When did you know you had no idea what you were doing with your life?
For me it was one week ago give or take.
On the day I graduated, the only thing I was sure of was that I was going to wear a light pink summer dress and nude wedges. Even the weather was whack. We were told that there was a 70 percent chance of thunderstorm and I wasn’t sure if I’d have to make a run for it through the rain and into the outdoor white tent that our graduation ceremony was held in.
Becoming a college graduate has proven to be one of the scariest things that has ever happened to me. Relatively, that might not mean much, since it’s contending for scariest moment against reciting my torah portion during my Bat Mitzvah. Oh wait, I also had to give a speech on my Torah Portion where I connected it to "To Kill A Mockingbird." That was pretty terrifying, as my 12-year-old friends stared at me, waiting to get their freak on to Nelly.
With terror comes a lot of learning. I graduated exactly a week ago and I’ve never learned so many life lessons in such a short amount of time.
My whole life I’ve been told what comes next. You pass 8th grade so you can go to high school and then you get a worthy GPA and do extracurriculars so you can go to a good college. But what now? There is not clear cut way, no more needed education for me to get to where I want to go. While I haven’t exactly figured it all out, I have learned some key things this last week.
1. Don’t fondle your best girlfriend’s boob in public, especially at her place of employment.
My best friend from college works at an Advertisement agency and I visited her for lunch at the café on the first floor of her office building. During our meal of coffee and tomato couscous soup I reached across the table and clasped her hands in mine like we’ve always done.
She looked at me and said, “You can’t do that here. People will think it’s weird.” I was flabbergasted. At college we would always be overly affectionate towards each other and didn’t care what people thought.
After lunch, as we were walking down the street, I grabbed her left boob, as a goodbye to our young adulthood of not giving a shit. She has an employer now and an image to uphold. She has to be professional and boob grabbing isn’t apart of that.
2. I can eat a lot of oatmeal.
I’ve really been able to test my threshold for consuming oatmeal and haven’t found it yet. Joy!
I no longer have the luxury of dinning hall food, which at my college was organic vegetables and whole wheat pasta. I don’t want to eat fast food or anything unhealthy, so I’ve resorted to oatmeal. When you don’t have a steady income and don’t want to ask your parents for money, oatmeal it is.
My priorities have begun to take shape and delicious food comes lower down on my list. It’s below makeup, technology, bus tickets, and alcohol. So oatmeal it is, in all its lumpy tasteless greatness.
3. I should really get a smart phone.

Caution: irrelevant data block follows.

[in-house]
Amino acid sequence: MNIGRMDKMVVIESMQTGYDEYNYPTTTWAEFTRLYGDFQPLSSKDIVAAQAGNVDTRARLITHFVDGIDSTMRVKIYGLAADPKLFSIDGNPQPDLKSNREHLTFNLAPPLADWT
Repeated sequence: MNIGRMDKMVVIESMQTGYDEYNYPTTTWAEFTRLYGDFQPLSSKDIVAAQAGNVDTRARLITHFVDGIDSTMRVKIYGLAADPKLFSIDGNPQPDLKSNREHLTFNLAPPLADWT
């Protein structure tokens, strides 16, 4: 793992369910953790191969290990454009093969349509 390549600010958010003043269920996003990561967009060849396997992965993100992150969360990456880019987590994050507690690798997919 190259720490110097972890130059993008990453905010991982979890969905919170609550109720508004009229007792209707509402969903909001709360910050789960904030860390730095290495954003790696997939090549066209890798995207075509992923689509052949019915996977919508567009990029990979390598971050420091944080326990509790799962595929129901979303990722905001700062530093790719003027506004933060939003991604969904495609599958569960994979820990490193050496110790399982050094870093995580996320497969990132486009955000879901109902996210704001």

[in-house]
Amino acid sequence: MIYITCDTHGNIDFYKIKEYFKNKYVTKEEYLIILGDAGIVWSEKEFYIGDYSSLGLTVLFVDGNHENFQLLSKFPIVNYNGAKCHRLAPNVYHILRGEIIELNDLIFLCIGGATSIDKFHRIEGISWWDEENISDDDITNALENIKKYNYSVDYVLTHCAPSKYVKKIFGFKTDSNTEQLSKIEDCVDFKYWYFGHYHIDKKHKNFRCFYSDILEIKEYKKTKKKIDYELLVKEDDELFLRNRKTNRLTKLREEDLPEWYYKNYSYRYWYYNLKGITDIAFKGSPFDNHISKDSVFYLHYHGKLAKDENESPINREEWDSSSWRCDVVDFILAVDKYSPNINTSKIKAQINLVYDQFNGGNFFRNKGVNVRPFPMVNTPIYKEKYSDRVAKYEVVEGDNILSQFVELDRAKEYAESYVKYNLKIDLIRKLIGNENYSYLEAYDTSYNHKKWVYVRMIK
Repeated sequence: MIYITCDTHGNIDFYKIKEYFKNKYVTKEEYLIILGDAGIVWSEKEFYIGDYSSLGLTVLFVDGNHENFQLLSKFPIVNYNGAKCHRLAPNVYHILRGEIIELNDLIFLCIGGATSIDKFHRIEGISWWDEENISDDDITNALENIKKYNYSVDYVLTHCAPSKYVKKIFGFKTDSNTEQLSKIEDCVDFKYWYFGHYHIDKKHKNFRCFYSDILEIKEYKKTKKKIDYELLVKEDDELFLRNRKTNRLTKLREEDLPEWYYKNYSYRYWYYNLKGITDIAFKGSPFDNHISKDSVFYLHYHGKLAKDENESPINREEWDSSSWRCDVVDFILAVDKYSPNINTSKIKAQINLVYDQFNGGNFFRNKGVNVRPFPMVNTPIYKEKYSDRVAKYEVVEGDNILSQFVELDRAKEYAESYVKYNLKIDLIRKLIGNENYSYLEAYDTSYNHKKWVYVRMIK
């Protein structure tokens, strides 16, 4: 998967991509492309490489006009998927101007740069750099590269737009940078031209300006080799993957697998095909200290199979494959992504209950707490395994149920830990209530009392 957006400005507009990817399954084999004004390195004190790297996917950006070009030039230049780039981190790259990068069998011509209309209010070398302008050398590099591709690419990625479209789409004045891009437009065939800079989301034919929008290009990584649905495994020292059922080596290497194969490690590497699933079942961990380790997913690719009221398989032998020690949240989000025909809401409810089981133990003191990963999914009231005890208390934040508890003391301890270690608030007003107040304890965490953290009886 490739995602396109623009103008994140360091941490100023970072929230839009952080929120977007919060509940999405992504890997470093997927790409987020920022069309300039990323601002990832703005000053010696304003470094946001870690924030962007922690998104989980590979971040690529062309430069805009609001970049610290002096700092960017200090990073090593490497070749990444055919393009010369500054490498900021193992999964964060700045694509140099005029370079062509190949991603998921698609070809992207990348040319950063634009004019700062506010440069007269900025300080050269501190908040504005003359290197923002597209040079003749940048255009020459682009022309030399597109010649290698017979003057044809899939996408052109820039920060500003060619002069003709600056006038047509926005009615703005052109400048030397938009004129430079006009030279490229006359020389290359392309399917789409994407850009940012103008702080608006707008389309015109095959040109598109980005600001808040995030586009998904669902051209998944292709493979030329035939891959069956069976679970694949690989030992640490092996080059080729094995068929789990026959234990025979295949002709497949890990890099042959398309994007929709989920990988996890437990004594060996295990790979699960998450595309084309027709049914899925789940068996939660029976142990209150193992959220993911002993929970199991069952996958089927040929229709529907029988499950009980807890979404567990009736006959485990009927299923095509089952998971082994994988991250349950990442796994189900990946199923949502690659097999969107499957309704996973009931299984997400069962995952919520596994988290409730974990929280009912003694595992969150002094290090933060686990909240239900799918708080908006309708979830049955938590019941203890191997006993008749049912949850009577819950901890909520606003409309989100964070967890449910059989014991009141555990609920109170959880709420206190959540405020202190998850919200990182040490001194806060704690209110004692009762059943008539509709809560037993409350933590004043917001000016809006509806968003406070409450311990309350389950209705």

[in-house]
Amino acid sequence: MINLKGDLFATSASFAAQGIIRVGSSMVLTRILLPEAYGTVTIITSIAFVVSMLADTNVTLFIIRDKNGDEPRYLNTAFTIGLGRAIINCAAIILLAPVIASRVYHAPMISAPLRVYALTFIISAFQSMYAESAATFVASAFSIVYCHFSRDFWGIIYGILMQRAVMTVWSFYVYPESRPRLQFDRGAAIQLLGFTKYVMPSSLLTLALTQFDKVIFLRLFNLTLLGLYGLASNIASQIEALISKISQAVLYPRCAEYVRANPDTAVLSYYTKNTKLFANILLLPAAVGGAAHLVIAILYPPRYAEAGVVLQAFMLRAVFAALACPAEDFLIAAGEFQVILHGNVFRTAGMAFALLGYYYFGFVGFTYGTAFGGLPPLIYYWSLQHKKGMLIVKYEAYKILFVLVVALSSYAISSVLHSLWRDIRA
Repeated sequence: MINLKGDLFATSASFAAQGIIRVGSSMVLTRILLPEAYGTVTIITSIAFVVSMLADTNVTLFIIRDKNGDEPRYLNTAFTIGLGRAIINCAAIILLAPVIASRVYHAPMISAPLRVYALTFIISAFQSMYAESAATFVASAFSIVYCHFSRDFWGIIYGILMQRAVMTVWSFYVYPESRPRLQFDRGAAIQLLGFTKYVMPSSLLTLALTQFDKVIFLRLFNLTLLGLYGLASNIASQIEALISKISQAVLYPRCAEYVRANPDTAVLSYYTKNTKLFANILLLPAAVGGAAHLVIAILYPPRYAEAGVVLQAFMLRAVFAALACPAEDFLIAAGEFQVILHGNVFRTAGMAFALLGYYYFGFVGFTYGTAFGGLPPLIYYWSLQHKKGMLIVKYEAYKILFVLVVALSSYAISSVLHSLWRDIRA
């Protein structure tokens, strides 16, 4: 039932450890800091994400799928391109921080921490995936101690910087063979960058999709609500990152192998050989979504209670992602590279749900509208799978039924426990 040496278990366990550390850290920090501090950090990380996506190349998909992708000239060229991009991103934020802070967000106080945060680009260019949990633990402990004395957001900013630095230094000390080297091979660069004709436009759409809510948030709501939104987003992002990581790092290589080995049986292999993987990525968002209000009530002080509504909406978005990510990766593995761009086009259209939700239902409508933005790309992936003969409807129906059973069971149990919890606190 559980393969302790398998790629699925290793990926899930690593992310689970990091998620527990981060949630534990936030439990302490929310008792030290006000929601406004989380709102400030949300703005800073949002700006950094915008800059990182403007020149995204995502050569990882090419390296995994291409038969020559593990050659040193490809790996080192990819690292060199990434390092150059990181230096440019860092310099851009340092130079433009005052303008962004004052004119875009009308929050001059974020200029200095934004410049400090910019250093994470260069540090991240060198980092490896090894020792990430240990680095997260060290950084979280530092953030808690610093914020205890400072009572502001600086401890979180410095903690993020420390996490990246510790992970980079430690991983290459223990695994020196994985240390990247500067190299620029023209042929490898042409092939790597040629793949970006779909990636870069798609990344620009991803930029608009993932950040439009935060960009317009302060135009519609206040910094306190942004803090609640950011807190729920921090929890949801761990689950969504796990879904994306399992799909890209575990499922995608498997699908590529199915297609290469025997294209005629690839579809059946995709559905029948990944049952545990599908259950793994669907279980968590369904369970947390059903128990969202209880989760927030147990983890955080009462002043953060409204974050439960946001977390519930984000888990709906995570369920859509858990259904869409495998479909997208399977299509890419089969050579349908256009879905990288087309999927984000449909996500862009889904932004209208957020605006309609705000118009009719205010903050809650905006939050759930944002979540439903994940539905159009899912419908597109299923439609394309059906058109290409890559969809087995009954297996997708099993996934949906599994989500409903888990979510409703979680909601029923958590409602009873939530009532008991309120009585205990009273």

I am the only person I know who has a non-smart phone. How lame. I even have the iPhone, but no 3G plan. Yes, I actually have to find a place with wireless if I want to check my email. When potential job recruiters are sending out emails about possible jobs, I’m the last to see them and reply.
At this point I just look like I’m from another century. I might as well take my dial phone to parties and make calls. Or a pen and paper to networking events and scribble down people’s information. You want to hire me, right?!
4. A beer belly is not in fashion.
Senior year of college it’s all about the beer. Lots of beer. By graduation nearly everyone has a beer belly and it’s not a big deal. I got to New York and realized how healthy and in-shape everyone was and felt bad about myself. I’ll miss you beer belly, but you must go.
Last week, my friend insisted we go to a bar where they had “college beer prices” and free hot-dogs. It was only a week ago that I’d be excited and ready to drink watered down beer, but I had to restrain myself. Self-restraint is the worst.
5. Will my college’s career service’s bring me back to talk to students if I become a bottle service girl?
For some reason I hoped, prayed, that some well known director would see me on the streets and feel my greatness and hire me. Oh, that’s not how it works? The fact that my parents have spent a lot of money on my college education, for what, so I can become a waitress? Nay, a bottle service girl? I’ll do it, and hold as many other jobs at the same time.
What will my professors say? My parents? I don’t want to let anyone down. I want to make everyone proud, but I realized I’ve got years to make my family proud. I’m twenty-two, so slow down right? I’ve jokingly told people I’m going to become a bottle service girl and the common response is, “You’d never get hired doing that, you’d just talk back to all the guys.” Tell me world, what do I do?
I’ve gone over and over with my mom how I don’t need to prove myself, how I can take some time for myself and figure it out, but all I want to do is work and be successful. There are times I’ve become so frustrated that I am brought to tears.
Graduating from college is hard, but so are a lot of things. I get it. I’m lucky that I had parents who could help me pay for college and that I had a great education. And in the end isn’t it really freeing that I can do anything? There is no next step to get where I want to be, it is my path to decide, so for now I’ll own that. If I am beining honest I probably won’t stop freaking out or having mini panic attacks about my future anytime soon.
What did other people do when they were twenty-two? What advice would you give to your younger self?